On October 14, 1066, at about 9:00 AM, the Battle of Hastings began. By sundown it was all over when Harry died after catching an arrow in the eye. The Anglo-Saxons lost for several reasons. Harry’s forces were depleted from their battle with the Norsemen and the 400 mile rush south plus he had sent his militia home for the harvest. More importantly, Harry did not have cavalry or archers.  

Fighting Styles: Anglo-Saxons on the Left-Normans on the Right

They fought in hand-to-hand combat with two handed swords and battle axes – legacies from earlier Viking days. Meanwhile, the Normans rained down arrows from a distance and disrupted the English defensive formations with their cavalry. Also, William was a much more experienced warrior and commander. So, while he had some more battles to go, William the Bastard became known ever after as William the Conqueror, the first King of England. (Elizabeth is his 22nd great-grand daughter.)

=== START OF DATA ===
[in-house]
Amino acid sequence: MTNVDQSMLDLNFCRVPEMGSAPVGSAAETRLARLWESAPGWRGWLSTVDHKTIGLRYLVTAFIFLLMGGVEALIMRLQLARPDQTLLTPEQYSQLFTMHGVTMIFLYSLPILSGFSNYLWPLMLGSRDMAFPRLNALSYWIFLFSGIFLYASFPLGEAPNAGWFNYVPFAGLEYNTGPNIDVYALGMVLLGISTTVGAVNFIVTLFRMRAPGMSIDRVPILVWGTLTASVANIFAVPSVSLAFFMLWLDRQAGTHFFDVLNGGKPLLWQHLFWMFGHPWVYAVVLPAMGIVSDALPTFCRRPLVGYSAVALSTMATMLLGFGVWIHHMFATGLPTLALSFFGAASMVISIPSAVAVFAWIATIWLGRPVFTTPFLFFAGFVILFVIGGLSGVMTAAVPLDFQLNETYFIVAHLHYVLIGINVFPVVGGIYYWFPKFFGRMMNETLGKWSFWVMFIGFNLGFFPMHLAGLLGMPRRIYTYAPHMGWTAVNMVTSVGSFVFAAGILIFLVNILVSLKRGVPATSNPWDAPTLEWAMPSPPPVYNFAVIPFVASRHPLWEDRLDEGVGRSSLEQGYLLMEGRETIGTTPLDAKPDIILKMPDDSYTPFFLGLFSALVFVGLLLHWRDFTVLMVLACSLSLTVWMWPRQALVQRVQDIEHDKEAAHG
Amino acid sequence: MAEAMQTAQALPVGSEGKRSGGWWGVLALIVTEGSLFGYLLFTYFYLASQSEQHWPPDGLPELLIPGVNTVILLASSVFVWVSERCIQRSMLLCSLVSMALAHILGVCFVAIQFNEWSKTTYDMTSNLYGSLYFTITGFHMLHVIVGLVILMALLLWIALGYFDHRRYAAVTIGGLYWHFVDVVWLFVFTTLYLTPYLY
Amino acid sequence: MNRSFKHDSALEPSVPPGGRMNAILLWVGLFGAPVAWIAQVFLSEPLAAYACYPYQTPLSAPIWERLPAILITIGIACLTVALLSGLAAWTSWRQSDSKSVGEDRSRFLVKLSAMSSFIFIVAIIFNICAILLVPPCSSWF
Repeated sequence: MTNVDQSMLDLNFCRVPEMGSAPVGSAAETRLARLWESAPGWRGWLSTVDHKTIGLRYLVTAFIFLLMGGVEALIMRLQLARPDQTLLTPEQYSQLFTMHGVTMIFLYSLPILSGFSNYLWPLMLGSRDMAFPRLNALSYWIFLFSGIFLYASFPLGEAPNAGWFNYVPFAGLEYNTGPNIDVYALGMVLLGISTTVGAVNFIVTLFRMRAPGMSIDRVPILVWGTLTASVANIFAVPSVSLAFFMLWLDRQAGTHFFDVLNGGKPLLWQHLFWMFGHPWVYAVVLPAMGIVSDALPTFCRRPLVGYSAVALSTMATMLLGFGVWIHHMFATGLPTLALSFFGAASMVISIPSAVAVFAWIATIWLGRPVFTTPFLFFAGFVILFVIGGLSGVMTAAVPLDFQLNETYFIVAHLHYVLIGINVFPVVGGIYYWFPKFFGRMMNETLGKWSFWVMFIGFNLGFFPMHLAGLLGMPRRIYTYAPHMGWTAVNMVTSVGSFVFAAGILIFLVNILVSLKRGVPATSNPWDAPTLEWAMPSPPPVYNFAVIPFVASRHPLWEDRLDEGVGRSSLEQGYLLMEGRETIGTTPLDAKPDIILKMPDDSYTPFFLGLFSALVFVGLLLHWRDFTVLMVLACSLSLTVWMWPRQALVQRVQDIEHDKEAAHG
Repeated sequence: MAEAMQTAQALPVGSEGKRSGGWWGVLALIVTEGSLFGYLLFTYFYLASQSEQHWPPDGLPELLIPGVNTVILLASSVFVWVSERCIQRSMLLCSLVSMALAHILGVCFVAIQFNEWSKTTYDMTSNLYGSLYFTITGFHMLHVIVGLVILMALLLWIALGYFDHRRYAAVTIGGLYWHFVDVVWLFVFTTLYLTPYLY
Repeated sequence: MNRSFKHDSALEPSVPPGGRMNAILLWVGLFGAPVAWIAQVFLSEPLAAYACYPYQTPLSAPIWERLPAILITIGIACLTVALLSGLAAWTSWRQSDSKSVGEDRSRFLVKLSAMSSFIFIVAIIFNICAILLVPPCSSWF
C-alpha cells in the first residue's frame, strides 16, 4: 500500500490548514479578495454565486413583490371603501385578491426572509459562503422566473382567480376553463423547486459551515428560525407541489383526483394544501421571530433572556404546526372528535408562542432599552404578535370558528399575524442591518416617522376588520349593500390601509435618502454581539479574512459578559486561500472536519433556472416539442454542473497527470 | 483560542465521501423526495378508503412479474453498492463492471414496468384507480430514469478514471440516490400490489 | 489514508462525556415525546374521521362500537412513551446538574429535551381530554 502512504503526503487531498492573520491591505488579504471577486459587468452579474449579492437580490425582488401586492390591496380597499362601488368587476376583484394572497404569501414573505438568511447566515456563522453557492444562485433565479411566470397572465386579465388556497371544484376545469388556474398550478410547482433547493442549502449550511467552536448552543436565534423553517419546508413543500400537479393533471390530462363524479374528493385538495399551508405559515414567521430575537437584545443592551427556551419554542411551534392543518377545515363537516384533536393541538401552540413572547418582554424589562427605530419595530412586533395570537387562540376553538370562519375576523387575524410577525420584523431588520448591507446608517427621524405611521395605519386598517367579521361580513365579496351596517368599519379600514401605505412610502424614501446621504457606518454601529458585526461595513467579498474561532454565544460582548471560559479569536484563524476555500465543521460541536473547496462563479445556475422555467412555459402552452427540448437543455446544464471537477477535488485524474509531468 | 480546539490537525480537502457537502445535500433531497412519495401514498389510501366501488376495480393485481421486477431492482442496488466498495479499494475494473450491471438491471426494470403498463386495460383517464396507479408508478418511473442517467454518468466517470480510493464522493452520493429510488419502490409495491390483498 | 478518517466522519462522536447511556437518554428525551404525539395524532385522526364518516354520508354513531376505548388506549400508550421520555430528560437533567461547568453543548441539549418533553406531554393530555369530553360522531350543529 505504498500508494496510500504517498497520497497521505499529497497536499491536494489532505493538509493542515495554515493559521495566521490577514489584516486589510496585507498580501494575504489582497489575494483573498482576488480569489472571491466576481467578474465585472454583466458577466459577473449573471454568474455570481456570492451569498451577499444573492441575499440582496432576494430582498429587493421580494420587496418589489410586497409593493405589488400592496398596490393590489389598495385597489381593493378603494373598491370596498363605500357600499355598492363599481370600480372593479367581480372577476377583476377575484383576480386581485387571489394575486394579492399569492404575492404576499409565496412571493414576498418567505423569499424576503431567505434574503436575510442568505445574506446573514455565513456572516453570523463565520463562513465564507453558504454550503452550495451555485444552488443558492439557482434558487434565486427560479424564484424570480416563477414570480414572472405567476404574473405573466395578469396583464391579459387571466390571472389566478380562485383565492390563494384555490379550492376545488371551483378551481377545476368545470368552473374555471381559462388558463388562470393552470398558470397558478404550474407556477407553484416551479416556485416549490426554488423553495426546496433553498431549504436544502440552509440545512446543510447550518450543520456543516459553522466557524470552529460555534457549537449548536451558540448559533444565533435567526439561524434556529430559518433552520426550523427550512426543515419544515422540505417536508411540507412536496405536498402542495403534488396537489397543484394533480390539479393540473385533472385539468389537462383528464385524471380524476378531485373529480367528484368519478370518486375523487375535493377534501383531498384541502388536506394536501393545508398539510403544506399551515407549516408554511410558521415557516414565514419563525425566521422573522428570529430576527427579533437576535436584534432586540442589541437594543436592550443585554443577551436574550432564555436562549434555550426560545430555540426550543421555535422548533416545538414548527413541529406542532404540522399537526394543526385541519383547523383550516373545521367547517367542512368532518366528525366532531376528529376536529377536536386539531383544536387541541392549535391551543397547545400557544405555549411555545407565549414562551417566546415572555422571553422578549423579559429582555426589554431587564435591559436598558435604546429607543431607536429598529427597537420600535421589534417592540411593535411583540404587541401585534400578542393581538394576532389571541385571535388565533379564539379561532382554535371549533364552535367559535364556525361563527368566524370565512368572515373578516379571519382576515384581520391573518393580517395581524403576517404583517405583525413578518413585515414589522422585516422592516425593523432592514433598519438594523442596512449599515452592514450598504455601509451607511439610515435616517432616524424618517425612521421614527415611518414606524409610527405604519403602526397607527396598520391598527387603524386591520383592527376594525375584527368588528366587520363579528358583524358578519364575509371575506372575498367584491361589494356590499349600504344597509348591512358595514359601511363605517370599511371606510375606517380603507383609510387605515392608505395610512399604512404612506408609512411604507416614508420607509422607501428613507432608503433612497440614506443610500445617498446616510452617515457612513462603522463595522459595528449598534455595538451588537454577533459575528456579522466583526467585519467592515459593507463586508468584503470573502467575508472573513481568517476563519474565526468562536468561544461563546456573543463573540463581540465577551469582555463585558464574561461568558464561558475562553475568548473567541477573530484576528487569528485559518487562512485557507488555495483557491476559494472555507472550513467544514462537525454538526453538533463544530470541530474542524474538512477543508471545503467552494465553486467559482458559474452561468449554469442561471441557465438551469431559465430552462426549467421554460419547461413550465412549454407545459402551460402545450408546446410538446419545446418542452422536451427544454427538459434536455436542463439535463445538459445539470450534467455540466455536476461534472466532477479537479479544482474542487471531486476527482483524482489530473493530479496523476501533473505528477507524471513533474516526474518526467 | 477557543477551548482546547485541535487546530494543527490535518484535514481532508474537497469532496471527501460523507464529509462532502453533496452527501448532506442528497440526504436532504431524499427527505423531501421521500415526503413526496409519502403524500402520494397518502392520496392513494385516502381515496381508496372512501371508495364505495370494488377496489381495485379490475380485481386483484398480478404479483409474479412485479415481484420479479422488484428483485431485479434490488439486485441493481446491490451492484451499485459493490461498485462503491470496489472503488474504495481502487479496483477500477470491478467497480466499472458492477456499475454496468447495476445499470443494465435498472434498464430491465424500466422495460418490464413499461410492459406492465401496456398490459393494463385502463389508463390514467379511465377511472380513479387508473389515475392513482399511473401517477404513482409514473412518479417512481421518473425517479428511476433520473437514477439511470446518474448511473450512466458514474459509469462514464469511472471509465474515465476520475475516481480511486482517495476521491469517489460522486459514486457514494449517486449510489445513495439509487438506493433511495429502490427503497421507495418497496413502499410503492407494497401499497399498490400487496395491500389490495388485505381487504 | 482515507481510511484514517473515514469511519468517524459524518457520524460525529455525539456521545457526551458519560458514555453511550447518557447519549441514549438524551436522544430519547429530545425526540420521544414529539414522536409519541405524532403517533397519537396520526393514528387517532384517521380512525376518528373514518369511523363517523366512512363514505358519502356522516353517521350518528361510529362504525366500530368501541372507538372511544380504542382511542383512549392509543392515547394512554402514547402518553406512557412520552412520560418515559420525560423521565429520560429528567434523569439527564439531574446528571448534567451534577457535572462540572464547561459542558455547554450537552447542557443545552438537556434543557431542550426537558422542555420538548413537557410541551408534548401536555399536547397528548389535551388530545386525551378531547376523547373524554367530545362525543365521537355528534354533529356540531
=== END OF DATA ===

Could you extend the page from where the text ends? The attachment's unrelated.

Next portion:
History is Written by the Winners – The Bayeux Tapestry (Not):
The story of the Battle of Hastings (except the Viking part) and its lead up is told in the Bayeux Tapestry which, being embroidered, not woven, is not a tapestry. It was probably commissioned in around 1070 by William’s half brother Odo, the Bishop of Bayeux, and made by Anglo-Saxon seamstresses in Kent most likely to coincide with the grand opening of Odo’s new Bayeux Cathedral in 1077.
It is a kind of early documentary movie and moral lesson for the illiterate masses. (This is what happens when you break your word to your sovereign – and to God.) It was trotted out for display in the cathedral for a couple of weeks each year. Nearly as long as a football field (each scene is numbered) it shows in great detail Harold’s journey to Normandy, his pledge to William and his subsequent betrayal, William’s detailed preparations for the invasion and the battle itself. We found it absolutely fascinating.